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Sunday, 8 December 2013

ASUU Strike: As FG Loses Another Opportunity to Earn Trust

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By applying sack threat to try to end the university teachers’ strike, the federal government may have bungled a golden opportunity to earn public confidence, writes Vincent Obia
After his recent rash pronouncement that striking members of the Academic Staff Union of Universities must return to work or get the boot, Supervising Minister of Education Nyesom Wike has had a lot of rationalisation to do in the court of public opinion. He alleges that his action is prompted by the presentation of “new conditions” by the university teachers after their meeting with President Goodluck Jonathan on November 4 and resolutions adopted.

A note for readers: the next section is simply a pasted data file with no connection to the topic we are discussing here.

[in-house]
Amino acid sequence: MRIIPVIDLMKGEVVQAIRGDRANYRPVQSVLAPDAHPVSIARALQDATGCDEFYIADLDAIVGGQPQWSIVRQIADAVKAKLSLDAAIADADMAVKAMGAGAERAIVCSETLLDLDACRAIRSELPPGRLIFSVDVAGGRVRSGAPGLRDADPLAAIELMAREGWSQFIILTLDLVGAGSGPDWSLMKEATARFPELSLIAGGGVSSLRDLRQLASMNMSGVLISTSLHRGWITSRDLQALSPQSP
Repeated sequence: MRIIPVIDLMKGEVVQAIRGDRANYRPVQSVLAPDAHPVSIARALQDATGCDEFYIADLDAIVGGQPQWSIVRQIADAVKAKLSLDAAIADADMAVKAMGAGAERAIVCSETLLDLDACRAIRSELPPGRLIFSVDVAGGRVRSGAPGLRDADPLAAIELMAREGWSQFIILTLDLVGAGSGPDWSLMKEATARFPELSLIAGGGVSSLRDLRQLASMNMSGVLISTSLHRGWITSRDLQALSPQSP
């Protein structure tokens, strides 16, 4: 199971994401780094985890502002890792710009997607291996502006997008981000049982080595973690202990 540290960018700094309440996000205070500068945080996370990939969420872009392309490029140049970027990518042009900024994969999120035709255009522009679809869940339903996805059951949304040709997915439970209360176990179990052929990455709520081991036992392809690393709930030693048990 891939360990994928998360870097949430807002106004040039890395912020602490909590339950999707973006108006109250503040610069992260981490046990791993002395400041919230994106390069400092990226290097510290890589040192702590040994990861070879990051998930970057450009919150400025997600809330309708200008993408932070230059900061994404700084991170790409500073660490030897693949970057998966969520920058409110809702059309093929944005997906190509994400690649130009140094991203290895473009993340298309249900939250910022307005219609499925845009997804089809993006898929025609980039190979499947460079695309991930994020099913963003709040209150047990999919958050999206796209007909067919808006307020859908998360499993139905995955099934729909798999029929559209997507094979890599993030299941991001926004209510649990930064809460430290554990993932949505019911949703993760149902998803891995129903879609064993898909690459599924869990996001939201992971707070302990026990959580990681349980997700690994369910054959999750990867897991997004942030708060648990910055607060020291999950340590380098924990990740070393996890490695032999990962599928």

ASUU denies that charge, insisting it is only seeking an authentication of the same resolutions reached with the president, apparently, in the light of the federal government’s propensity to renege on agreements.
But neither Wike nor the Presidency has been able to mention any new demands brought up by the lecturers other than their insistence on safeguarding the promises made by the president during their negotiation.
Since September 11, when the calm, thoroughbred educationist, Professor Ruqayyatu Rufa’i, was removed as education minister, the more politics-obsessed Wike has taken the clear lead in the Jonathan administration’s seeming determination to use strong-arm tactics to end ASUU’s five-month-old strike.